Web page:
Whoever coined the phrase “the empty nest” didn’t have real children. That’s my guess. Hypothetical children probably leave the nest and soar off to destinations unknown, returning only when they’re fully grown and about to procreate — like osprey who come back to the same nest each season to breed. Real children never fully leave. While in college, they use their childhood rooms as storage lockers complete with concierge service. “I need my graphing calculator! Can you look around? It’s in my room somewhere. Oh, and by the way, can you also send my skiis?”
When our youngest left for college, we toyed with the idea of selling the house. It was too big for two people; we rattled around like marbles in a can. Plus, what did we need with three extra bedrooms? Some of our friends had downsized and moved to apartments or townhouses. Some moved into the city where they strolled, leisurely, in the evenings, reading menus and deciding where to eat. “That could be us,” I told my husband. “We could be out.”
Before we could go anywhere, we needed to ready the house. We started in the boys’ rooms, tearing down the cork that I’d hung as wallpaper years ago. We dismantled a huge Chipotle banner and the six-foot-high Fat Head photo of football superstar Ray Lewis. We moved all their personal belongings into the closets and hired a painter to do the rest. With the beds made and the walls clean, the house looked disturbingly like a motel.
And then, it happened. They returned. My older son left his job in another state and moved home. “It will be great,” he announced. “I’ll get to save money, and you’ll get my technical expertise back!” He had a point there. We had a new remote control that needed programming.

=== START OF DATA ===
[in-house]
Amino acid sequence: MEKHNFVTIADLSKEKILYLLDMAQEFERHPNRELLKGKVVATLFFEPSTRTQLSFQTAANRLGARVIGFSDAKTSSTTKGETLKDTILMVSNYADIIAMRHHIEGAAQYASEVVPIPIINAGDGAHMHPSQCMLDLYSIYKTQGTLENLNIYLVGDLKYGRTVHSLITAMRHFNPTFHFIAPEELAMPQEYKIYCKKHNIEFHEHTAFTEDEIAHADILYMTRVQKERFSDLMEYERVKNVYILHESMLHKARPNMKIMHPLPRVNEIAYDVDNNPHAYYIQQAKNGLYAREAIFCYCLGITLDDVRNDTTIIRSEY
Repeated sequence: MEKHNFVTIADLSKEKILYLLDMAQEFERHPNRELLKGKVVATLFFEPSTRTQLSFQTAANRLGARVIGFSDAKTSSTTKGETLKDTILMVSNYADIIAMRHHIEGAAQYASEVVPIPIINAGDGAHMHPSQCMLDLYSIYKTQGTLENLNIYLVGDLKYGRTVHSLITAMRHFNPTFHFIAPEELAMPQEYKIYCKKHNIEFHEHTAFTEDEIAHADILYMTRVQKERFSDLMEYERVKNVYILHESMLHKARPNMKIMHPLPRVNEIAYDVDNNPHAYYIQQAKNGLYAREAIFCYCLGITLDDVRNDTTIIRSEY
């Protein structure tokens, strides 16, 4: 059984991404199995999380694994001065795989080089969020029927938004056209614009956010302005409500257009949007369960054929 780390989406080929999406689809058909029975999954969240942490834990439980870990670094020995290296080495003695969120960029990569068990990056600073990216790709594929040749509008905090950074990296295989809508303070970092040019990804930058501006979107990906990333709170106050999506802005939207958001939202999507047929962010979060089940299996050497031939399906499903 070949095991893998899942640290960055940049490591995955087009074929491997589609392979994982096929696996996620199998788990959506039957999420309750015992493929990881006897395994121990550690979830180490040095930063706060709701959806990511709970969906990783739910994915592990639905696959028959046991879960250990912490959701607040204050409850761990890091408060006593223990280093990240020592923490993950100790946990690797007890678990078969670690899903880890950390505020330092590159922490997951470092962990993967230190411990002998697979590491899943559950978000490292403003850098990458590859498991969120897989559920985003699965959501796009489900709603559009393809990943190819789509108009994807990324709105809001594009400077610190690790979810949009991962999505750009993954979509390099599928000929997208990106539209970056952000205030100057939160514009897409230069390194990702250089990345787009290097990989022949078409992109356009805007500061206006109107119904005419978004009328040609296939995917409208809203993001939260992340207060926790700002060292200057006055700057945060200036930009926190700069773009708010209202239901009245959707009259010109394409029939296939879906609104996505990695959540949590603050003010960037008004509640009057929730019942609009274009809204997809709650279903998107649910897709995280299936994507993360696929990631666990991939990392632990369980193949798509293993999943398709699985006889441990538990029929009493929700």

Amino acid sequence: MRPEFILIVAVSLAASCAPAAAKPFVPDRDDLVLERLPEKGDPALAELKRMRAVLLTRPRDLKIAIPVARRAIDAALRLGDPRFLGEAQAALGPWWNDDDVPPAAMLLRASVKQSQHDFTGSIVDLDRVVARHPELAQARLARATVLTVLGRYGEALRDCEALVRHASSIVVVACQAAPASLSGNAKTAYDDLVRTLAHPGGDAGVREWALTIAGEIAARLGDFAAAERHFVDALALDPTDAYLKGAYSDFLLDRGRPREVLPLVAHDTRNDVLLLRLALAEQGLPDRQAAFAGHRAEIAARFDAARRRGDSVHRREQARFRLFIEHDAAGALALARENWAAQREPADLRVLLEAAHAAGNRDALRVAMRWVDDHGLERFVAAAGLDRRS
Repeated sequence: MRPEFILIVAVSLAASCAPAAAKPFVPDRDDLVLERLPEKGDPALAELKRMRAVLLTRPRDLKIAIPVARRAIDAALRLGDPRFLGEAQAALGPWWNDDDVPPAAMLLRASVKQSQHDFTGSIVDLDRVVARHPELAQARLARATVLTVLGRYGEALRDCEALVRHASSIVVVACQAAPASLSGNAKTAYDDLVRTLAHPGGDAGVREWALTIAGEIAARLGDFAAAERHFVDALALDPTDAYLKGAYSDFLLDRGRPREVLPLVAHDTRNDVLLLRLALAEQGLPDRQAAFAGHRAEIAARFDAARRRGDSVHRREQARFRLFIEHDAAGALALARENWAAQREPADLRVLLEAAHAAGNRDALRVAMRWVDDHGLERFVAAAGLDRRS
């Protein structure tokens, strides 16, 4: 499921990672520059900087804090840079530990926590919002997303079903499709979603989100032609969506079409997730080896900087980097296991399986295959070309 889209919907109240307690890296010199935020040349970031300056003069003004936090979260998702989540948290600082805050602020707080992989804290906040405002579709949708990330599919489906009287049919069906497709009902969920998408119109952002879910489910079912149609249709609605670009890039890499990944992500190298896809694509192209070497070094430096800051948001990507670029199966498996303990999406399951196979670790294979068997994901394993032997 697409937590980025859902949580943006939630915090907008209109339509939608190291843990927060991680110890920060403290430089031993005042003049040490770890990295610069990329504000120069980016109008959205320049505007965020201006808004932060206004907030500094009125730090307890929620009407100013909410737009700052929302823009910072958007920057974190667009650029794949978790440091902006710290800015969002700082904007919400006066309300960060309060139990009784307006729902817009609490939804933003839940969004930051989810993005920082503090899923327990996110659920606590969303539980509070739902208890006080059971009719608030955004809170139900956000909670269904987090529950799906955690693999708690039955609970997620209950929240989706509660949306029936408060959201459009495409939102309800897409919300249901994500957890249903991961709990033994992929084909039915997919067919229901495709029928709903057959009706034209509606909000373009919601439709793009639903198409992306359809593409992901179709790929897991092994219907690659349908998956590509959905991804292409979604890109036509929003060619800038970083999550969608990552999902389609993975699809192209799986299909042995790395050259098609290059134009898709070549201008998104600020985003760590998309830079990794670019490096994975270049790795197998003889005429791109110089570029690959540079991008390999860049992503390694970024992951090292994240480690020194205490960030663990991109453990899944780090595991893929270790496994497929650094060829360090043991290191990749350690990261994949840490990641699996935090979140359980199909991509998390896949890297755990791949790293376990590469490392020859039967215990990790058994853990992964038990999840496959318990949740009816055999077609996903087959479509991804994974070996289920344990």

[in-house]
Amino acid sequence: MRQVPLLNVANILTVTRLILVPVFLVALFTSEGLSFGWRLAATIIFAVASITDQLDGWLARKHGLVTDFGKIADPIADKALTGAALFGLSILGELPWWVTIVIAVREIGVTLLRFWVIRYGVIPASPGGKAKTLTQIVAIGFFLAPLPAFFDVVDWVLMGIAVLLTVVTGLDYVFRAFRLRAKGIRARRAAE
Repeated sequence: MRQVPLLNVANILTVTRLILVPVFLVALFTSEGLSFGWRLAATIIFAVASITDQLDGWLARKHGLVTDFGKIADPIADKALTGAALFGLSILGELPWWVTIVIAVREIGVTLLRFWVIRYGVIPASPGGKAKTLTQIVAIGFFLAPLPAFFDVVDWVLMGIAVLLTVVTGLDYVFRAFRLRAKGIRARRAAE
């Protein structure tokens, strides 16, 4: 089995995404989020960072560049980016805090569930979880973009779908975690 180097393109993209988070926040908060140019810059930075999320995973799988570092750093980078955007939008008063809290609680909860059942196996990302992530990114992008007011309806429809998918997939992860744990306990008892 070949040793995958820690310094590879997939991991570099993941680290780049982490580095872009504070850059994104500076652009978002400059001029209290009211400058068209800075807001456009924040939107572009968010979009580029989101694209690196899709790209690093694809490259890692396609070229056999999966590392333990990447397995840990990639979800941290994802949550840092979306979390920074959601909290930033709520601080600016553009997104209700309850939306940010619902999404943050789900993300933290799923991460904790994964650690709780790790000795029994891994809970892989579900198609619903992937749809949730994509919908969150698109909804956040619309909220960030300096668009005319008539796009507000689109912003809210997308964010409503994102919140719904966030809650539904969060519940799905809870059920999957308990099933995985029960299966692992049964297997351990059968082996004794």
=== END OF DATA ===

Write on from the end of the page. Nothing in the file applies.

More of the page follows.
My younger son arrived four days after his college graduation with a car full of linens that hadn’t been laundered in three years. “I’ll just leave all my stuff here until I find an apartment,” he said, dropping onto the couch. “And, by the way, what did you do to my room?”
So, instead of an empty nest we find we are living with vampires. They are awake when we are asleep. Evidence of their nocturnal feedings are on display in the mornings; washed pans and utensils lay drying on dishtowels near the sink. At least I trained them well.
One night I woke to discover my husband stumbling into his clothes in the dark.
“What are you doing?”
“I’m getting breakfast,” he said.
I looked at the clock. “It’s three fifteen,” I said. “Breakfast isn’t for another four hours.”
We rolled ourselves into the middle of the bed, exhausted and confused. “I smell grilled cheese,” he said before falling back to sleep.
In the morning, we found a note: “Brian, Justin and Alex crashed here. And, by the way, we’re out of cheese.”
Serves us right, I suppose, for fixing up the nest in the first place.